A new paper co-authored by the University of the Highlands and Islands Archaeology Institute’s Dr Ingrid Mainland and Martin Carruthers was launched today and is free to access online.
In this call for papers, we welcome contributions on how to practically go about organising re-enactments, from, for example, re-enactors, guides, museum curators and educators, experimental archaeologists, historians, and teachers.
After the first print-run of 1,000 copies sold out in January – just over two months after its release – The Ness of Brodgar: As it Stands is available to buy again.
Professor Colin Richards, of the University of the Highlands and Islands Archaeology Institute, is co-author of a new paper proposing that a stone circle in Wales was the source of the first megaliths erected at the site of Stonehenge.
Less than two months since its launch, the third volume in the University of the Highlands and Islands Archaeology Institute research series has almost sold out.
Nick Card and Anne Mitchell of the University of the Highlands and Islands Archaeology Institute introduce the forthcoming interim monograph, The Ness of Brodgar: As it Stands.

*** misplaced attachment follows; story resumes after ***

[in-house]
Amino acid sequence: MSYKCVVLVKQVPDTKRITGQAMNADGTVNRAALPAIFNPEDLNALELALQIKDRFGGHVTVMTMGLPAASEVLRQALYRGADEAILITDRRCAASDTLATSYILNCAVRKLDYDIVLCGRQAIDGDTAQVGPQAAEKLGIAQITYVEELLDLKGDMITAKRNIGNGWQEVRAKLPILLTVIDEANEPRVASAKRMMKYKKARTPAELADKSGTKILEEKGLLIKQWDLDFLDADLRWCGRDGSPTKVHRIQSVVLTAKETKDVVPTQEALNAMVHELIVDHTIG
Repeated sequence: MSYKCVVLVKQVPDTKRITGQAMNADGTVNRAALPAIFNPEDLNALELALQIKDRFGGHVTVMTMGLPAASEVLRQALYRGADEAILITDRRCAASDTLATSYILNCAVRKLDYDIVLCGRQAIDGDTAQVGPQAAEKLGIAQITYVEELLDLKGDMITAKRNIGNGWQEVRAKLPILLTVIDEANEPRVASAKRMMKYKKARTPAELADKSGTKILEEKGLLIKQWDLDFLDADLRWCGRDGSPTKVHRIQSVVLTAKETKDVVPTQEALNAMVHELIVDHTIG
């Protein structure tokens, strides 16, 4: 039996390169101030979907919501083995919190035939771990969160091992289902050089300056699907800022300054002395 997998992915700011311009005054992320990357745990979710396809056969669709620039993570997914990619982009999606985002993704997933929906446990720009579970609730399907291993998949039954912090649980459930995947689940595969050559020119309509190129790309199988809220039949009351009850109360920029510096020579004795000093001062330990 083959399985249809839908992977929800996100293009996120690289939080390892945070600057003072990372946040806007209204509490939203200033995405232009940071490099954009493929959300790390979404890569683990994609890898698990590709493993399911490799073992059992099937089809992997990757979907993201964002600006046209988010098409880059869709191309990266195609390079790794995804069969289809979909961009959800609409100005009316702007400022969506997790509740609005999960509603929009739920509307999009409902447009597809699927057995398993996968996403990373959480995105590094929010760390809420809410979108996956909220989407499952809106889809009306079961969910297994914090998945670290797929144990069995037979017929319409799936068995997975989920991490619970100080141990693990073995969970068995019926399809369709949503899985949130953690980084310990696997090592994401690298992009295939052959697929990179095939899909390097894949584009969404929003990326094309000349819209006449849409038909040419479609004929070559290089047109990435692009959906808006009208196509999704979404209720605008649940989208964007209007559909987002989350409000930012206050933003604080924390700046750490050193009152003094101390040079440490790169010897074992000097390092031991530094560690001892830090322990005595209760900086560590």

A November release date has been set for the third volume of the UHI Archaeology Institute’s research series.
A substantial Neolithic settlement at the north-western end of the Ness of Brodgar is one of hundreds of new archaeological sites outlined in a new book from the University of the Highlands and Islands Archaeology Institute.
In 2003, a team of archaeologists from five universities began the first long-term programme of fieldwork focused on Stonehenge in decades.
Two academics from the University of the Highlands and Islands were part of an international team of researchers involved in a project hailed as “the world’s largest DNA sequencing of Viking skeletons”.
The launch event for the ninth volume of the New Orkney Antiquarian Journal took place last week and featured a presentation by Dr Ragnhild Ljosland, a lecturer at the UHI Archeology Institute.
Caroline Wickham-Jones’ detailed review of ‘Art and Architecture in Neolithic Orkney’.
To celebrate the publication of this excellent work, the University of the Highlands and Islands Archaeology Institute is joining up with OAS, to hold an event in which Dr Antonia Thomas will give an illustrated talk about the research behind her PhD.
A key goal for archaeozoology is to define and characterise pastoral farming strategies – how did people in the Middle Iron Age / Viking Late Norse period organise their farming?